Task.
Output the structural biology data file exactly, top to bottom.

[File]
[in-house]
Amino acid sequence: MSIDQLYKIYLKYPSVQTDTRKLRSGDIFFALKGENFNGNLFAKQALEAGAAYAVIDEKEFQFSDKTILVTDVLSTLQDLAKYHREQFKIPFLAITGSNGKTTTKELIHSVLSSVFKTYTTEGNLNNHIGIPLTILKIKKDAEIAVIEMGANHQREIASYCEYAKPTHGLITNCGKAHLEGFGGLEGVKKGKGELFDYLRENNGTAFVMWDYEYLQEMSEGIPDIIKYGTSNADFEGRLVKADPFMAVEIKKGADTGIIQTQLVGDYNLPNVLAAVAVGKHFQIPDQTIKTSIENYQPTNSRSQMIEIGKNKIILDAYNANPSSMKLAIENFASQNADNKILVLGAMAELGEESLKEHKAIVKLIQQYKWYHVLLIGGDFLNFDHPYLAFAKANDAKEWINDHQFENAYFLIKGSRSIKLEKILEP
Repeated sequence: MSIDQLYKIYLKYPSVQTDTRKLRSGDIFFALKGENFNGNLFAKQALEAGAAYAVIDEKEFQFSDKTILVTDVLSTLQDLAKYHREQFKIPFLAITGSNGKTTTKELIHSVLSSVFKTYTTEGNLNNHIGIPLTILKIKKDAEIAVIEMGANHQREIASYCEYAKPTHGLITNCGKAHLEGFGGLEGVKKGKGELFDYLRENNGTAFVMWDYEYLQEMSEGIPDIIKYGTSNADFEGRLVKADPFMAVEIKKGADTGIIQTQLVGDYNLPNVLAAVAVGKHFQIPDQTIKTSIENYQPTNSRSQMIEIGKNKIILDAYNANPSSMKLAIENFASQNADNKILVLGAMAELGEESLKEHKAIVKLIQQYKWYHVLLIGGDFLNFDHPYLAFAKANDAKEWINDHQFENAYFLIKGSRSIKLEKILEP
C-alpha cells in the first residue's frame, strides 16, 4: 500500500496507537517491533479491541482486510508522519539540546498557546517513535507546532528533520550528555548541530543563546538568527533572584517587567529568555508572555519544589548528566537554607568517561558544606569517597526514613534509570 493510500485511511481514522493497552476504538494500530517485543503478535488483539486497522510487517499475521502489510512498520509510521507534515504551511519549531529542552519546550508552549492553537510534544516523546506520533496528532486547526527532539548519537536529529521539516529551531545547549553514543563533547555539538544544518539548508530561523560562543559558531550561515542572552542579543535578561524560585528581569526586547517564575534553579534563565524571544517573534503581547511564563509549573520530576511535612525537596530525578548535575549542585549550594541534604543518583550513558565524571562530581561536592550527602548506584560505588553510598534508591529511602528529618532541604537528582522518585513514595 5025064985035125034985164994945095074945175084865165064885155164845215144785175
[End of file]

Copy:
[in-house]
Amino acid sequence: MSIDQLYKIYLKYPSVQTDTRKLRSGDIFFALKGENFNGNLFAKQALEAGAAYAVIDEKEFQFSDKTILVTDVLSTLQDLAKYHREQFKIPFLAITGSNGKTTTKELIHSVLSSVFKTYTTEGNLNNHIGIPLTILKIKKDAEIAVIEMGANHQREIASYCEYAKPTHGLITNCGKAHLEGFGGLEGVKKGKGELFDYLRENNGTAFVMWDYEYLQEMSEGIPDIIKYGTSNADFEGRLVKADPFMAVEIKKGADTGIIQTQLVGDYNLPNVLAAVAVGKHFQIPDQTIKTSIENYQPTNSRSQMIEIGKNKIILDAYNANPSSMKLAIENFASQNADNKILVLGAMAELGEESLKEHKAIVKLIQQYKWYHVLLIGGDFLNFDHPYLAFAKANDAKEWINDHQFENAYFLIKGSRSIKLEKILEP
Repeated sequence: MSIDQLYKIYLKYPSVQTDTRKLRSGDIFFALKGENFNGNLFAKQALEAGAAYAVIDEKEFQFSDKTILVTDVLSTLQDLAKYHREQFKIPFLAITGSNGKTTTKELIHSVLSSVFKTYTTEGNLNNHIGIPLTILKIKKDAEIAVIEMGANHQREIASYCEYAKPTHGLITNCGKAHLEGFGGLEGVKKGKGELFDYLRENNGTAFVMWDYEYLQEMSEGIPDIIKYGTSNADFEGRLVKADPFMAVEIKKGADTGIIQTQLVGDYNLPNVLAAVAVGKHFQIPDQTIKTSIENYQPTNSRSQMIEIGKNKIILDAYNANPSSMKLAIENFASQNADNKILVLGAMAELGEESLKEHKAIVKLIQQYKWYHVLLIGGDFLNFDHPYLAFAKANDAKEWINDHQFENAYFLIKGSRSIKLEKILEP
C-alpha cells in the first residue's frame, strides 16, 4: 500500500496507537517491533479491541482486510508522519539540546498557546517513535507546532528533520550528555548541530543563546538568527533572584517587567529568555508572555519544589548528566537554607568517561558544606569517597526514613534509570 493510500485511511481514522493497552476504538494500530517485543503478535488483539486497522510487517499475521502489510512498520509510521507534515504551511519549531529542552519546550508552549492553537510534544516523546506520533496528532486547526527532539548519537536529529521539516529551531545547549553514543563533547555539538544544518539548508530561523560562543559558531550561515542572552542579543535578561524560585528581569526586547517564575534553579534563565524571544517573534503581547511564563509549573520530576511535612525537596530525578548535575549542585549550594541534604543518583550513558565524571562530581561536592550527602548506584560505588553510598534508591529511602528529618532541604537528582522518585513514595 5025064985035125034985164994945095074945175084865165064885155164845215144785175